THE MIRROR CRACK'D FROM SIDE TO SIDE
After numerous times of watching the movie I finally managed to actually read Agatha Christie's The Mirror Crack'd From Side To Side and I don't know what took me so long. When Heather Babcock dies at the party of movie star Marina Gregg, who just moved to St. Mary Mead, it at first seems like a natural death, but after an inquiry the police finds out that it was in fact an overdose of a drug used by Marina Gregg and everyone living in the mansion with her. But who had a reason to kill her and was it really Heather Babcock who was meant to be murdered? Things start to look different when a friend of Miss Marple tells her that the actress' frozen expression reminded her of Tennyson's The Lady Of Shalott:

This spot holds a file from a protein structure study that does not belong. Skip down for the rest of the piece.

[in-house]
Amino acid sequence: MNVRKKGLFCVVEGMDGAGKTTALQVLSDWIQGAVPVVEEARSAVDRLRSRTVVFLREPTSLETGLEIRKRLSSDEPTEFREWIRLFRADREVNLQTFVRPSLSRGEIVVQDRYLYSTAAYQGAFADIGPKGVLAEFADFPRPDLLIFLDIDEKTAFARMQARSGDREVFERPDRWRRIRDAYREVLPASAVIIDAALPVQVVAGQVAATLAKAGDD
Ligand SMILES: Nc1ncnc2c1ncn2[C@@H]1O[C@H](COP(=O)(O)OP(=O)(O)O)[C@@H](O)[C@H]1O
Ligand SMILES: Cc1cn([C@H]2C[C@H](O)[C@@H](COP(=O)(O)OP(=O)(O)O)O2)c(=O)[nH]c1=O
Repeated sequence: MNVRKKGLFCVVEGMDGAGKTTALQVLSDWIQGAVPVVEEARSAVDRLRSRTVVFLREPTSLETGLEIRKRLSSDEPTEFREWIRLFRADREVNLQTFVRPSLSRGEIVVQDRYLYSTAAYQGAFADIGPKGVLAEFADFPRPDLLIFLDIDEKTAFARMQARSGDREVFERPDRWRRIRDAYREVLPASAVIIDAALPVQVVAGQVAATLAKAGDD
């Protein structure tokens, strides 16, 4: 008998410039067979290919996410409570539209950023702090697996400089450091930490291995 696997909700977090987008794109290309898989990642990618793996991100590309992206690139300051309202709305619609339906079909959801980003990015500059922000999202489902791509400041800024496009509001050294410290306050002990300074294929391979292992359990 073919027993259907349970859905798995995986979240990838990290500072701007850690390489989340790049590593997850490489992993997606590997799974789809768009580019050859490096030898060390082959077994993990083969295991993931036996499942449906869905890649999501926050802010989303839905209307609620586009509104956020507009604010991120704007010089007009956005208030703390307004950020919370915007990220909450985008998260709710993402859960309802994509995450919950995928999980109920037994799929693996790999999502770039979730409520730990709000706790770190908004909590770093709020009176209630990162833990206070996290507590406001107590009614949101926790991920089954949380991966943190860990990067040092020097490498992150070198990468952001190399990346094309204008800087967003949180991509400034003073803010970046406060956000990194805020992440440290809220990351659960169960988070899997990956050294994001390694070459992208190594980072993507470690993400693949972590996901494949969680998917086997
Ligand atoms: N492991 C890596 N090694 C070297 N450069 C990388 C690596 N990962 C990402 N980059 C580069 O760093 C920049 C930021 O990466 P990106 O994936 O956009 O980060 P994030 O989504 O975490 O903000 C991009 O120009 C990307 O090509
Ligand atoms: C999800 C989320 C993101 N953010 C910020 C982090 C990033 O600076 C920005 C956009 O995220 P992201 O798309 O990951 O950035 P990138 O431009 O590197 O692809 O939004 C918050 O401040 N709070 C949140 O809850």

Out flew the web and floated wide;
The Mirror crack'd from side to side;
'The curse has come upon me,' cried
The Lady of Shalott.
Dame Agatha once again managed to create a suspenseful mystery and left quite a few questions open until the end.
A noteworthy aspect of Agatha Christie's works is the fact that she only uses the verb "said", while there are many other possible words she could use. Yet, it seems exactly this habit makes reading the mysteries more fluent and much faster. (On a side note: There is a documentary by Ben Warwick The Agatha Project on the special aspects of Agatha Christie's novels which is well worth watching. In it, scientists took a very close look on the novels, analyzed them and show their results with easy to understand explanations.)